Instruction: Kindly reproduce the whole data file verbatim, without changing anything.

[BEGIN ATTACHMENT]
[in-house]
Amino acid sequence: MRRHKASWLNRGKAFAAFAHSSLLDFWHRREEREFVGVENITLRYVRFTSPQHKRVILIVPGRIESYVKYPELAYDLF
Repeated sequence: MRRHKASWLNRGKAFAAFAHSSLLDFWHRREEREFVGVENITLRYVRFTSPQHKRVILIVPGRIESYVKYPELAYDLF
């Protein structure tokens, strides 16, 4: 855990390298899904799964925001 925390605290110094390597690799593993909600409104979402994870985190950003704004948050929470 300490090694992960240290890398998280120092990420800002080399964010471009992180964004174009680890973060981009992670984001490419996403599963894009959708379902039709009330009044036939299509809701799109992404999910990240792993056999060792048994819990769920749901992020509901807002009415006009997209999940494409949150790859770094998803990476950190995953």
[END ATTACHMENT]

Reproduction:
[in-house]
Amino acid sequence: MRRHKASWLNRGKAFAAFAHSSLLDFWHRREEREFVGVENITLRYVRFTSPQHKRVILIVPGRIESYVKYPELAYDLF
Repeated sequence: MRRHKASWLNRGKAFAAFAHSSLLDFWHRREEREFVGVENITLRYVRFTSPQHKRVILIVPGRIESYVKYPELAYDLF
């Protein structure tokens, strides 16, 4: 855990390298899904799964925001 925390605290110094390597690799593993909600409104979402994870985190950003704004948050929470 300490090694992960240290890398998280120092990420800002080399964010471009992180964004174009680890973060981009992670984001490419996403599963894009959708379902039709009330009044036939299509809701799109992404999910990240792993056999060792048994819990769920749901992020509901807002009415006009997209999940494409949150790859770094998803990476950190995953």